A recent service incident with email provided a reminder to me that email delivery is not guaranteed for message delivery. In the incident, the sender was using email to deliver a specific 1-to-1 message. It was not a marketing campaign. Since the distribution list was large, they chose to send the emails in batch through a provider. The problem was that some of the recipients never received the email message even though the ESP stats showed 100% delivery rate.
There are multiple factors that affect email delivery and some of them are out of the control of the sender. The sender can control attributes such as subject and message content but they can’t completely control what happens after the email is handed to an ESP on behalf of the recipient. From that point there are spam/bulk mail rules at the ESP as well as personalized mailbox rules for the recipient that affect the message delivery.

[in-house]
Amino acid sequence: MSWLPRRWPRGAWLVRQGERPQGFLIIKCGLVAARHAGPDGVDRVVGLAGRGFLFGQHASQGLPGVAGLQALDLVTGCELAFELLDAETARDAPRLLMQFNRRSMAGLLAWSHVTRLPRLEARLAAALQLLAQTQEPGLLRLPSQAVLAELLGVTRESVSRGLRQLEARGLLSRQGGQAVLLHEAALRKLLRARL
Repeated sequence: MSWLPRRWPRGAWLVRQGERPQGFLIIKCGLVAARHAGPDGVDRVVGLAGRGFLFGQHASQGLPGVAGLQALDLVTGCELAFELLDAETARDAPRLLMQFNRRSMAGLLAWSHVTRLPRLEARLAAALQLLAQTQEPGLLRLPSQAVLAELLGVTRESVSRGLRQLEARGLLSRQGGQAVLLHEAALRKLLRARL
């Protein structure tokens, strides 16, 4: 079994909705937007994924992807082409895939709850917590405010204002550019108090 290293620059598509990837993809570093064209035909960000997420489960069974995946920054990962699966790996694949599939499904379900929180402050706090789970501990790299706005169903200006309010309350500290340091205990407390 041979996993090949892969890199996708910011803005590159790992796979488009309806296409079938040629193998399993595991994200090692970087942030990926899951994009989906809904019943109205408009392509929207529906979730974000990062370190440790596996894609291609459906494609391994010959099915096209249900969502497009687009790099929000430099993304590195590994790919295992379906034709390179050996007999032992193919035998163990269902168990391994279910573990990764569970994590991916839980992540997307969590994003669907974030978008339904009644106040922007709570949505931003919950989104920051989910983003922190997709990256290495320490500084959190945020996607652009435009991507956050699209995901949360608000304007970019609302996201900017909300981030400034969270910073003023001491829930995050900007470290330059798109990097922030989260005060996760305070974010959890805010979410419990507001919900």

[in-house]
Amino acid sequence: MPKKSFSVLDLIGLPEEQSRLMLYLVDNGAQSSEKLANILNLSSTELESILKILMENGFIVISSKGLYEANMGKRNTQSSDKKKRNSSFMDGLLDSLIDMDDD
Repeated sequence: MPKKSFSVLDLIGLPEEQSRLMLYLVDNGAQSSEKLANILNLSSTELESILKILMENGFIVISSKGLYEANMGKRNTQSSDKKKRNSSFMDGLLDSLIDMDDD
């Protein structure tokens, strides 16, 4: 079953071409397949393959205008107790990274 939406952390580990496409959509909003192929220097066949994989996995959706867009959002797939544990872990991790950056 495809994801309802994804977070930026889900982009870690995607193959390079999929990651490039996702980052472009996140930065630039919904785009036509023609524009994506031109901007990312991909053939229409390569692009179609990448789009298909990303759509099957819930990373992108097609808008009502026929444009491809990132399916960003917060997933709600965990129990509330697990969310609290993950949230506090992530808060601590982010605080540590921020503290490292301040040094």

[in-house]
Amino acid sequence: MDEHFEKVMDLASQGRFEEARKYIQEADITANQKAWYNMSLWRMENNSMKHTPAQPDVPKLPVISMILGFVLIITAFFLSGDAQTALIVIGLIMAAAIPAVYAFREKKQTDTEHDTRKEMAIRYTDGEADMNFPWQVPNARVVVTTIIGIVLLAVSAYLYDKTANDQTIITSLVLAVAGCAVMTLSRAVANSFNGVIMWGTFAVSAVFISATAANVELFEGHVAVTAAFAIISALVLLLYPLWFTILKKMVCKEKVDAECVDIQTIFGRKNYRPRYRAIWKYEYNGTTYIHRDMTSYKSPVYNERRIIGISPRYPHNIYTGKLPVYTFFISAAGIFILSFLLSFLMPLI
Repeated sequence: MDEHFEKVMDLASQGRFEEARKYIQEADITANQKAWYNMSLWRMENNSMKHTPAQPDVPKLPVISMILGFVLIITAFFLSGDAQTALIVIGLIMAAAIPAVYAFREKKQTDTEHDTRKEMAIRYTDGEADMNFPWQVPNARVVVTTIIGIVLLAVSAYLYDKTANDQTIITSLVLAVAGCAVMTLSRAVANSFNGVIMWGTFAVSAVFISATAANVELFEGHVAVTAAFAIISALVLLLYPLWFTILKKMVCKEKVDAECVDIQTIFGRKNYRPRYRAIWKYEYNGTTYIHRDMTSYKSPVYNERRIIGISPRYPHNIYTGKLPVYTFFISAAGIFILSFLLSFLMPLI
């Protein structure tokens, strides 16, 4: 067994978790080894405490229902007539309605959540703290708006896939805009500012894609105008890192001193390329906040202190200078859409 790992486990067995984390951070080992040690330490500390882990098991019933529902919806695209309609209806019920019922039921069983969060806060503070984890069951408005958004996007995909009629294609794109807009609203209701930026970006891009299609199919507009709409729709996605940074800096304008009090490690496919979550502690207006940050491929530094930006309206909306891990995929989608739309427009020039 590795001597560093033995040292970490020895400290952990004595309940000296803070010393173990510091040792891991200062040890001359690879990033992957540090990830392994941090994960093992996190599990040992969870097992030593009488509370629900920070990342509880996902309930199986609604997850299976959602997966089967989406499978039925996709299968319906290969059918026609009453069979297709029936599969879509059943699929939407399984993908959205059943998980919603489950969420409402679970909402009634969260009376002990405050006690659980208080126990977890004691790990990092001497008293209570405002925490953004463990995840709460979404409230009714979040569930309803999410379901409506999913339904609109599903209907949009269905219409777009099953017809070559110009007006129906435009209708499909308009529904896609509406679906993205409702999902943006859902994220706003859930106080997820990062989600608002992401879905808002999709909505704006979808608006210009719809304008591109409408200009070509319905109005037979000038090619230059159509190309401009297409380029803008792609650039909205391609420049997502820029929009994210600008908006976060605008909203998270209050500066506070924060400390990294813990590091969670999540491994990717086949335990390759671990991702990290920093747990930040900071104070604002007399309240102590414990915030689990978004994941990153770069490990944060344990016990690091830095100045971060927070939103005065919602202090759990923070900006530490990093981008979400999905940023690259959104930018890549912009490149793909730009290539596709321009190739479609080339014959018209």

By chance, I was registering for Peachtree Road Race (10K) which requires a lottery for registration. I noticed the following statement on their explanation of how runners would be notified of the lottery results.
Email is efficient, fast, and low cost. But email delivery is not guaranteed. So when we use email to deliver specific B2C or B2B messages that require some type of acknowledgement, it’s a good idea to augment the message with another form of message delivery such as a postal mail piece or electronic posting on a web site.